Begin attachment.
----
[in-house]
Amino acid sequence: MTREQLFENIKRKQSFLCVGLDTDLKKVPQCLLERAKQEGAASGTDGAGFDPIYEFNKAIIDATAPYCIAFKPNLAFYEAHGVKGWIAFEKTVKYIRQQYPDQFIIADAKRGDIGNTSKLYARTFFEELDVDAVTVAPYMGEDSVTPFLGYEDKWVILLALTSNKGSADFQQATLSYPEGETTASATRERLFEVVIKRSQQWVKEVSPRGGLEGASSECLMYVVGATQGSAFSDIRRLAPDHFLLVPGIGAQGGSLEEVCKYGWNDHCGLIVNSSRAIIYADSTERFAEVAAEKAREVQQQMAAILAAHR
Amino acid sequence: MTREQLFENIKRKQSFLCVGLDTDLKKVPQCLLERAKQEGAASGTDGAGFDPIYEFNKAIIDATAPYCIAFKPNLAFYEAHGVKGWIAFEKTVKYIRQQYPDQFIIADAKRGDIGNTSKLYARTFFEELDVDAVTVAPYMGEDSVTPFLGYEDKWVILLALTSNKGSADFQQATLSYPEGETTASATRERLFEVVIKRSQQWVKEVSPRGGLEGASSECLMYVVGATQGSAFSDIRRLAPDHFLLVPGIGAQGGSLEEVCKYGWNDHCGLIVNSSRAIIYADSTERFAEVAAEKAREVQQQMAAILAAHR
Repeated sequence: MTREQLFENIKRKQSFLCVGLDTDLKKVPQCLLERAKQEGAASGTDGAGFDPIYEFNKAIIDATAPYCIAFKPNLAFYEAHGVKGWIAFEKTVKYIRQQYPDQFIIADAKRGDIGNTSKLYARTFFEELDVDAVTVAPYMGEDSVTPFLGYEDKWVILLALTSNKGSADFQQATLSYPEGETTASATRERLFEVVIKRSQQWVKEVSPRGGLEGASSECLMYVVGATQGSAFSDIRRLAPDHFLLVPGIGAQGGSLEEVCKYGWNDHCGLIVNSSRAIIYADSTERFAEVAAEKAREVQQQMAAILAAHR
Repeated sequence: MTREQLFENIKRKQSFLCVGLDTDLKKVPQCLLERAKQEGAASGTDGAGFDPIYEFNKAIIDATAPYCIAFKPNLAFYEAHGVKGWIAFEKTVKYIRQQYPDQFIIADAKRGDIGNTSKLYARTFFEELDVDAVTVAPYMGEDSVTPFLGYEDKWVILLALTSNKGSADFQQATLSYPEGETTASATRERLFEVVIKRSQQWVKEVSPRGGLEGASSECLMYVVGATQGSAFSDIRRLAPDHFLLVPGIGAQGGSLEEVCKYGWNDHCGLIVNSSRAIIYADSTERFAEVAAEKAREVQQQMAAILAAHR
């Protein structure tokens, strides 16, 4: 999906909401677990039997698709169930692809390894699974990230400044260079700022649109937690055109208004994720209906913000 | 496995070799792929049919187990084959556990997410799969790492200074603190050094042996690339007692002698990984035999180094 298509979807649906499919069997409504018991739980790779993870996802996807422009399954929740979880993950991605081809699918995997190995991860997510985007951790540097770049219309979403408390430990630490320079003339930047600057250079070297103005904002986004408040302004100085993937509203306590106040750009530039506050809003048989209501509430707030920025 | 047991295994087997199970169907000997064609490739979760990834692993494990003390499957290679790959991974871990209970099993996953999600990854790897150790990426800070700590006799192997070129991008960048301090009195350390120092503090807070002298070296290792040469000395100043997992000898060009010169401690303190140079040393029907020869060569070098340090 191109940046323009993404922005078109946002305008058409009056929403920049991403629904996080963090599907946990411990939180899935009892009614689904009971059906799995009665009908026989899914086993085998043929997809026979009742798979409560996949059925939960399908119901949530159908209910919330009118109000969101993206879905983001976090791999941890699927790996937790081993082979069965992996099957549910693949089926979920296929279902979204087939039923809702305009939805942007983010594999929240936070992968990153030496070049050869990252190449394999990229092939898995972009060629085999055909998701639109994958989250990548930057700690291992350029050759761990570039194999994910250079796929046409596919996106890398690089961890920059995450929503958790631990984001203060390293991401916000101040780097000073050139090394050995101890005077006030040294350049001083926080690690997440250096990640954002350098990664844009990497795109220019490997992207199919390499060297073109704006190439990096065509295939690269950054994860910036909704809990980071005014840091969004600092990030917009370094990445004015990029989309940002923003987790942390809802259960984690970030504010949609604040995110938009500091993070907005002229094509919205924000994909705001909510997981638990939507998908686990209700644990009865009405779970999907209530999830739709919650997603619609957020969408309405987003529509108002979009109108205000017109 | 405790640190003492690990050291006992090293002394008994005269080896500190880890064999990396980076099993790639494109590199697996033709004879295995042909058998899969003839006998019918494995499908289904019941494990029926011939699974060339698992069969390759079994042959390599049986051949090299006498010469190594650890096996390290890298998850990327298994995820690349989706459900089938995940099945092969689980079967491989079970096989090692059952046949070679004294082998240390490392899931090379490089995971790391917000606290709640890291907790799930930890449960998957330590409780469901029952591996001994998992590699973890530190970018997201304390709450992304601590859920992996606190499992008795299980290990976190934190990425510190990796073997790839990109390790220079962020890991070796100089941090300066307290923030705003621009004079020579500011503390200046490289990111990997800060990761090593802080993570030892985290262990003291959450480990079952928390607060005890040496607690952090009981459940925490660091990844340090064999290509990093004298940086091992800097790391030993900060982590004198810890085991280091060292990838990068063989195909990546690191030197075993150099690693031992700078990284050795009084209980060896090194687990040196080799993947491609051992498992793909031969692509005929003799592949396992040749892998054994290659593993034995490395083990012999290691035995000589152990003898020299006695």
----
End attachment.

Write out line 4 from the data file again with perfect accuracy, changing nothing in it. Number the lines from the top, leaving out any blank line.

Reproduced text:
Repeated sequence: MTREQLFENIKRKQSFLCVGLDTDLKKVPQCLLERAKQEGAASGTDGAGFDPIYEFNKAIIDATAPYCIAFKPNLAFYEAHGVKGWIAFEKTVKYIRQQYPDQFIIADAKRGDIGNTSKLYARTFFEELDVDAVTVAPYMGEDSVTPFLGYEDKWVILLALTSNKGSADFQQATLSYPEGETTASATRERLFEVVIKRSQQWVKEVSPRGGLEGASSECLMYVVGATQGSAFSDIRRLAPDHFLLVPGIGAQGGSLEEVCKYGWNDHCGLIVNSSRAIIYADSTERFAEVAAEKAREVQQQMAAILAAHR